Chinese sales of Tesla’s Model S electric cars are expected to match, if not outstrip, US demand – potentially as early as 2015. The anticipated growth in sales will warrant the creation of more local plants in the country, said Tesla’s CEO Elon Musk in a statement last week.
Musk intends to inaugurate Tesla’s presence in China at the end of March; when automotive parts begin circulation in the country, the car will reportedly cost around $121,280. In the US, the car currently sells for $81,070: this is 50% less expensive than the Chinese model, due to the higher costs associated with customs duties and the cost of shipping. A duty of 25% will be added to transport the finished vehicles to China which is nonetheless still below the anticipated price tag.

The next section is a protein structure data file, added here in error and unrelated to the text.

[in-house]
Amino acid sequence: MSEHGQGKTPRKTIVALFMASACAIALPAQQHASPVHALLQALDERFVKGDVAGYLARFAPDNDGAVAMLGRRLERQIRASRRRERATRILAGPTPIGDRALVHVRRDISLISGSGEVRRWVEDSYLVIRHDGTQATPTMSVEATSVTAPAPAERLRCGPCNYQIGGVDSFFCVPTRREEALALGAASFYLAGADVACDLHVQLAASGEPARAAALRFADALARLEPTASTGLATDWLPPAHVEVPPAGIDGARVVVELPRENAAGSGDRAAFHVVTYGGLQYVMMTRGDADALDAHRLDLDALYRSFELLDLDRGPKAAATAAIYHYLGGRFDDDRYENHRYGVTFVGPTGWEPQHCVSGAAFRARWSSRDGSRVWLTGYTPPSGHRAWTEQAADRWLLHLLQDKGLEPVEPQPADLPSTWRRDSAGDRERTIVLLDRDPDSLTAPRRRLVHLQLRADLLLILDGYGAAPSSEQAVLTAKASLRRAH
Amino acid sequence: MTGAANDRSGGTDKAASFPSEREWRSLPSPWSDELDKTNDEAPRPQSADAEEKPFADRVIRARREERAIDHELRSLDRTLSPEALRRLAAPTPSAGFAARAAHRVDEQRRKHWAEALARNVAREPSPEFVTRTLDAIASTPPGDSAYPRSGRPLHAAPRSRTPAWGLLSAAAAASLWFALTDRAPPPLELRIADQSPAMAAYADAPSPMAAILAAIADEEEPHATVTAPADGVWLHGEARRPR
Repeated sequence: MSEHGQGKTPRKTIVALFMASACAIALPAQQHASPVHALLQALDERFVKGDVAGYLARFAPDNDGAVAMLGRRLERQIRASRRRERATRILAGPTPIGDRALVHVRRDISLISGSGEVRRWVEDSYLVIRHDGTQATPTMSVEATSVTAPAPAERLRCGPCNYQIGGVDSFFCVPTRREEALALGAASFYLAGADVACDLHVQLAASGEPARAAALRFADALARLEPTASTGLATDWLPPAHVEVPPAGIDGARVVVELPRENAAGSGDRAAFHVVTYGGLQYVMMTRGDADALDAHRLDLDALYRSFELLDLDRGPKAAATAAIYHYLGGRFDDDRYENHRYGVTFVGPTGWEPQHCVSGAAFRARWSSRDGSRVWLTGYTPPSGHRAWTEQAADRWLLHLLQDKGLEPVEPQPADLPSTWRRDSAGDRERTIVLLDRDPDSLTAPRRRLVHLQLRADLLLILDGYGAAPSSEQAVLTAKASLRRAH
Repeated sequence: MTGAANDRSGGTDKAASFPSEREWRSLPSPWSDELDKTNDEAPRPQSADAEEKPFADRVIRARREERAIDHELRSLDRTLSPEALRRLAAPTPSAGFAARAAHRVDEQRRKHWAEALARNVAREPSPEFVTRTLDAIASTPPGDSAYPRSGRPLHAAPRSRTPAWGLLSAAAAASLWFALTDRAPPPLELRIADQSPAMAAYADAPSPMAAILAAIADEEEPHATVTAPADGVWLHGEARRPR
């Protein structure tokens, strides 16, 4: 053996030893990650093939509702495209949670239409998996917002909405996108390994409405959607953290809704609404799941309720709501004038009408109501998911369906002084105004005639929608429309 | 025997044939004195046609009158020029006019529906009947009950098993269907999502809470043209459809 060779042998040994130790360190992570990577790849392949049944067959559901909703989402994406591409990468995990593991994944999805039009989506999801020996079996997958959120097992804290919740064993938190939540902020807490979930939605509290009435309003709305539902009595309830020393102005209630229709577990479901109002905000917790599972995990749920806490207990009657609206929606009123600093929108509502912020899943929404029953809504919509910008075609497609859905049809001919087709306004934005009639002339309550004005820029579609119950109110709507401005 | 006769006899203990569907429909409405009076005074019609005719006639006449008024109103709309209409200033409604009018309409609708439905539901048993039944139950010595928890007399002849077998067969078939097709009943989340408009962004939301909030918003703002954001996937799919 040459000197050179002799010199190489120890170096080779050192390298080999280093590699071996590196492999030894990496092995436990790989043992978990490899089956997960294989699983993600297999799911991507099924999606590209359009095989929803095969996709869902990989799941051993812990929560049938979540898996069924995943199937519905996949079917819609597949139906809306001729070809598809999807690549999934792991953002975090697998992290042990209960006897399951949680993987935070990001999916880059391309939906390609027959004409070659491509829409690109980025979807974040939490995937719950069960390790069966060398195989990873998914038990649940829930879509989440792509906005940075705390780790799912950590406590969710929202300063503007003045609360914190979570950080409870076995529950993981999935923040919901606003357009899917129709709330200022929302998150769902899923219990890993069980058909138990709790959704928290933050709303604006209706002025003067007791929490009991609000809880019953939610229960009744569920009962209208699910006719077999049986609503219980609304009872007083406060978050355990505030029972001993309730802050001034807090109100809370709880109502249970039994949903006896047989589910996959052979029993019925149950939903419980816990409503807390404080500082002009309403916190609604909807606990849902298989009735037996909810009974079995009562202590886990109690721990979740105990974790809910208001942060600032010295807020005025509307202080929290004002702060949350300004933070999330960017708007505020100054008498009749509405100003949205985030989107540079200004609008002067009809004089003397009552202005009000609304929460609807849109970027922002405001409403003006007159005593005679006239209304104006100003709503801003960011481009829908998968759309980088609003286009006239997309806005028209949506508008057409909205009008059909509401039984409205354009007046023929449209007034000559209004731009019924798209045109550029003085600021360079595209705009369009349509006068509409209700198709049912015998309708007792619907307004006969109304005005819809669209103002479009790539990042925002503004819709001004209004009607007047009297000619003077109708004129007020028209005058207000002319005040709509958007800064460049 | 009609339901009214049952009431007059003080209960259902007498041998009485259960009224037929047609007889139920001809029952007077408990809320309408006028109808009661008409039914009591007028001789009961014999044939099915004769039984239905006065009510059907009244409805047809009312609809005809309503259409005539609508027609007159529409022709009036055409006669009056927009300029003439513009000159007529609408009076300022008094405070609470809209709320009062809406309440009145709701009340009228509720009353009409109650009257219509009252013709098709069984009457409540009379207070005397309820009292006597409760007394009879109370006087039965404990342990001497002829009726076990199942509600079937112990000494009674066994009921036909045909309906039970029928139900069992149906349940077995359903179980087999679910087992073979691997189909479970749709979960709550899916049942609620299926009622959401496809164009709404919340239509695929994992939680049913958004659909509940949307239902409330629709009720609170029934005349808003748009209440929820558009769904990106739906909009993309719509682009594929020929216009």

Assembly preparations for the Model S in the US got off to an uncertain start back in 2012, before the company surprised investors and analysts at the start of 2014 by announcing fourth quarter deliveries 20% above target. The group’s shares more than quadrupled last year.
Introducing local supply chain facilities in China designed specifically for the Model S will be an interesting lesson for other OEMs and logistics providers, as they witness how popular the electric vehicles prove in a growing economy concerned with dangerous pollution levels.
“It could be as big as the U.S. market, maybe bigger. I don't want to get overexcited about it,” Musk told Bloomberg. “Even without building there locally, it's always going to be the second-biggest market after the US.”
It is reported that Tesla is also aiming for expansion into European and Japanese markets.